Structural changes were accompanied by a training program, as Cargo Domizil considered that its employees were the key

factor in efficient processes and on-time-deliveries.

Since the three consortium partners were also competitors and had to manage their own logistics depots, effective communication was of major importance and common IT systems needed to be implemented.

The consortium partners also needed to find practical ways to avoid inequalities in the allocation of Cargo Domizil’s profits.

Transport volumes vary within Switzerland; some regions send more goods outwards than others, while others receive more

shipments than they send, resulting in different financial flows in different areas. Adequate definitions of value had

to be agreed upon in order to ensure equal allocation of revenues.


Challenge 1: Turning around an

unprofitable state-owned entity to become a profitable

less-than-truckload service provider

Challenge 2: Implementation of a business model exploiting the advantages of rail

Challenge 3: Reducing the handling time for unit load transfers between trucks and rail wagons

Challenge 4: Designing an optimum, future-proof structure for a

rationalized logistics center network proved complex

Challenge 5: Implementing collaborative behavior within a consortium of competitors

Challenge 6: Cooperating without a complex contractual arrangement, keeping formal rules to a minimum


The success of the restructuring of a formerly state-owned company was underpinned by the collaboration-based relstionship between the consortium partners. Only their strong commitment could have ensured Cargo Domizil’s continuing success. The partners are still working together without any detailed contractual arrangement, other than the articles of association of Cargo Domizil AG itself.

The consortium realized early on that logistics customers

preferred „green“ transport to conventional road haulage, but only when offered at the same price, so it wanted to offer rail transport services for unit loads.

The consortium wanted to gain a competitive advantage

over other logistics providers by moving goods at night when competitors could not use their trucks.

Switzerland’s extensive rail network and the partners’

local distribution operations enabled them to cover the whole of the country while reducing the number of own distribution depots.

New operating structures were particularly important in

enabling the success of the now privately-owned Cargo Domizil.

Personnel training was particularly important, given the

management and coordination challenges created by reducing the number of logistics depots.

Last but not least, the political environment in Switzerland

had a major influence on the success of the concept

of LTL rail shipments. The night-time trucking ban and high road tolls in combination with Switzerland’s highly

developed rail network contributed significantly to the

project’s success.

„After more than 20 years of Cargo

Domizil an impressive idea has

prevailed against many adversities

and is now more successful than

ever. “





Country Sector Company Size

++: very high, +: high, o: neutral, -: low, --: very low


The Cargo Domizil solution is transferable to a company of any size. In particular, larger companies with their own logistics infrastructure networks could easily adopt the concept of transporting unit loads by train overnight. The concept could easily be adopted, and possibly enhanced, in other countries offering similar logistics environments beyond Switzerland.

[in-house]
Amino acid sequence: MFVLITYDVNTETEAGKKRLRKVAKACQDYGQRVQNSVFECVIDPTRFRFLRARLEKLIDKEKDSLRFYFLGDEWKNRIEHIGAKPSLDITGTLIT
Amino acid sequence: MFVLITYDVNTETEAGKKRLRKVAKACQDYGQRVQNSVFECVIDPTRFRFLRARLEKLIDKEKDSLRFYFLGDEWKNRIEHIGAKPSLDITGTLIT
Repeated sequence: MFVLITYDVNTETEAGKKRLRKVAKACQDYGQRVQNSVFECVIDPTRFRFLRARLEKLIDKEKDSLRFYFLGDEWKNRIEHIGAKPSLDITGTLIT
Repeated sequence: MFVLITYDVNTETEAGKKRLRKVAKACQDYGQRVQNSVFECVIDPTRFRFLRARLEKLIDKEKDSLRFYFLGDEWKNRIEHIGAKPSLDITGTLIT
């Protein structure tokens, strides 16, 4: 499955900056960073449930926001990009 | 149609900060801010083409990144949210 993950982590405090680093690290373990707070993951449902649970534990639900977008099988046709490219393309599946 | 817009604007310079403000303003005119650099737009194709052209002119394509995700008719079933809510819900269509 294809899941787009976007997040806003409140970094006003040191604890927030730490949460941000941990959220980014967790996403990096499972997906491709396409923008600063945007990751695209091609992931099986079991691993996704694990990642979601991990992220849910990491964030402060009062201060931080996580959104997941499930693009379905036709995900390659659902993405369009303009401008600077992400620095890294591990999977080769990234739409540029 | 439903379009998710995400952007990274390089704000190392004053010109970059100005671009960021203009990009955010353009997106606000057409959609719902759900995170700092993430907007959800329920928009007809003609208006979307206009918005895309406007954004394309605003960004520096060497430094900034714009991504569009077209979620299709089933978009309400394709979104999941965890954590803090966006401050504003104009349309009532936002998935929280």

The particular political environment in Switzerland played a major role in the success of the Cargo Domizil concept. It would therefore not be easily

transferable to other countries with significantly

different transport policies or infrastructures. A further limitation is that the concept is feasible only for logistics service providers supplying less than full truck unit load services.

0 + ++


As each shipment is delivered by the same person, customers across Switzerland

enjoy friendly service from an individual sharing their own cultural background. Increased capacity utilization through consolidation of loads at depots: competitive

advantage as the concept bypasses the Swiss ban on night-time trucking Competitive advantage of green labeling


Rail is considered less CO2 emission-intensive than road freight transport

Fewer fine particulates are emitted by electrified rail transport, as energy can be •

produced with less pollution in power generation plants than in truck engines Electricity used by trains can be generated from alternative energy sources

Less energy per ton-kilometer is used by trains than by trucks


Lower transport emissions due to use of rail

Rail freight is generally safer than road haulage; a single train handles more cargo

than a single truck, thereby reducing the risk of accidents in proportion to the tonnage carried

Specialist training programs are available for intermodal unit cargo handling

A sustainable business model secures jobs in the Swiss rail freight industry

A source of noise was removed from the roads (but shifted to the railway)






Berlin Institute of Technology H90 - bestLog Strasse des 17. Juni 135 10623 Berlin - Germany Phone: +49-30 - 314 299 80 Fax: +49-30 - 314 787 94 E-Mail: info@bestlog.org Web: www.bestlog.org European Commission


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Thorsten, Klaas-Wissing. University of St. Gallen; Christoph, Tyssen. University of St. Gallen (2009): BestLog Good Practice Cases. Cargo Domizil - Intermodal Less than truckload transport. Published by BestLog Project. www.bestlog.org.